Votive papers offerings on an altar in a death anniversary
Votive papers offerings on an altar in a death anniversary - Source: tuvikhoahoc

If we have a birthday and holidays, the dead people also have them but in the afterlife world.

That’s why on the death anniversary and other special occasions such as Tết holiday in Vietnam, 14-15th day in the lunar of July, Vietnamese people will organise small parties gathering family members to remind them about deceased relatives.

In these events, the Vietnamese often prepare some traditional food, flowers, drinks, and votive papers as a gift, putting them all on the altar and sometimes on a table in front of the house, then respectfully bow and whisper to send them a message.

Finally, we put all votive paper offerings on fire where they will be well burned and sent to deceased relatives.

Are there any throwbacks behind this tradition?

Burning votive paper is a part of Vietnamese’s spiritual lives and over time it became a traditional custom in Vietnam from generations to generations.

The message of burning votive papers is beautiful as it’s a spiritual need to remind the living about their ancestors. It also makes them feel connected with the deceased relatives wherever they go.

However, when it comes to actions, burning votive paper offerings has been distorted. Some people, especially in business, tend to overuse this custom for personal desires instead of ancestor veneration like in the old days.

There are some individuals who have a misunderstanding, thinking that the more they send gifts to dead people, the happier these deceased people are. As a result, they expect their deceased relatives to support and help them get what they wish for.

In consequence, they burn a lot of votive papers, leading to many negative impacts.

Smoke and ash are everywhere, making the atmosphere hot and polluted. There have been fires that have caused the loss of people and property due to burning votive papers. A lot of real money is spent to buy votive papers while there are people in real life who really need help.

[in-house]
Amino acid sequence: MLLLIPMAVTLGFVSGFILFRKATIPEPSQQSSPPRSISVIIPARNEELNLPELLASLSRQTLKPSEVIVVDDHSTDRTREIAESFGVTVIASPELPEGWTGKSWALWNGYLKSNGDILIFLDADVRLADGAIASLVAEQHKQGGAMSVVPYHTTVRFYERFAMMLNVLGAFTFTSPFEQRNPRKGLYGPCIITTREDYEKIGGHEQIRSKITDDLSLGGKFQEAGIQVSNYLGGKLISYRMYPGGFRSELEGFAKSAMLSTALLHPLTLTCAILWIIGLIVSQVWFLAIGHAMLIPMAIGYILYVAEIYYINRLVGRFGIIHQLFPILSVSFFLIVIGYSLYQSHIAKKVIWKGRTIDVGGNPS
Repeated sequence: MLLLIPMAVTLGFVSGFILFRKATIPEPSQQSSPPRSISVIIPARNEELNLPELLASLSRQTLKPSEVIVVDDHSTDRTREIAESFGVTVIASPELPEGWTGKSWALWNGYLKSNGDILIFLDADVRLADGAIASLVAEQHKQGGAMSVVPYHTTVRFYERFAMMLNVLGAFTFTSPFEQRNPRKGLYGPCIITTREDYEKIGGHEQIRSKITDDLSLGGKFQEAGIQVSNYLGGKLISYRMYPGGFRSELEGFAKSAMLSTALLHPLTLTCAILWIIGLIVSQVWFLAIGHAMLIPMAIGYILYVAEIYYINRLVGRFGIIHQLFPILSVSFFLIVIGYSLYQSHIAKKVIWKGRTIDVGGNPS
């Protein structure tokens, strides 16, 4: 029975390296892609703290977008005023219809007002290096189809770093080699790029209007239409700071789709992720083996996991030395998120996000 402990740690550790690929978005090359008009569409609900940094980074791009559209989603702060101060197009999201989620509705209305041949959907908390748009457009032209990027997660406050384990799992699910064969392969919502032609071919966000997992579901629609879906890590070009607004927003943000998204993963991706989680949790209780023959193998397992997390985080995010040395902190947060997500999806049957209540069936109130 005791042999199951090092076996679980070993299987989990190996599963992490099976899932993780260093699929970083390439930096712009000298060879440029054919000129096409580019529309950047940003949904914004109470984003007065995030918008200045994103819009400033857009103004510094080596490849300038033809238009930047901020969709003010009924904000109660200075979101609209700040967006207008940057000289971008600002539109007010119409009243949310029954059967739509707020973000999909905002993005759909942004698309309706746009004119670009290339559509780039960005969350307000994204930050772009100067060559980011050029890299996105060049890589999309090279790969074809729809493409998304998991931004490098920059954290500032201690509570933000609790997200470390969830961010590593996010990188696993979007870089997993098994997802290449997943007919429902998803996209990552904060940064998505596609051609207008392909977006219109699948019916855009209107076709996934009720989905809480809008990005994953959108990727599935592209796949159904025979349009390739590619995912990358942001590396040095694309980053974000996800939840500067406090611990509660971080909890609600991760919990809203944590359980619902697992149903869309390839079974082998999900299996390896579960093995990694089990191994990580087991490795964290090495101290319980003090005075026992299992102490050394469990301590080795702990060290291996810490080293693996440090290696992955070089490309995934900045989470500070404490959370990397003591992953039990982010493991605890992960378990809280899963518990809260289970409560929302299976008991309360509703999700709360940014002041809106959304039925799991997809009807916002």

Should Vietnam abandon this traditional custom?

It’s a complicated subject!

Given negative effects of burning votive paper, many arguments suggest that Vietnam should forbid the presence of votive paper and burning votive offerings.

On the other hand, it seems to be impossible to stop it immediately. When something is already a traditional custom for a long time, it needs time for a change.

In fact, burning votive paper remains till nowadays. However, more and more Vietnamese people aware of negative impacts of this custom. Accordingly, they reduce or stop doing it.

Over to you

So now you know that fake money, fake Iphones, fake houses, fake cars, and other fake things are votive paper offerings for people in the afterlife. I hope that this article answers your wondering from the beginning.

In my point of view, we should limit the burning of votive paper to as low as possible. It’s not easy for us to put an end to it in an instant. However, if something is no longer relevant, it will disappear on its own. Just a matter of time.

In your opinion, do you think we should keep this traditional custom or terminate it? Feel free to share with me your thoughts and don’t hesitate to ask me if you have any questions.

Another article in the Vietnamese culture and traditions series will be published soon. So, stay tuned!

If you would like to stay updated with the latest content, ensure to subscribe to the AMA Vietnam blog today 🙂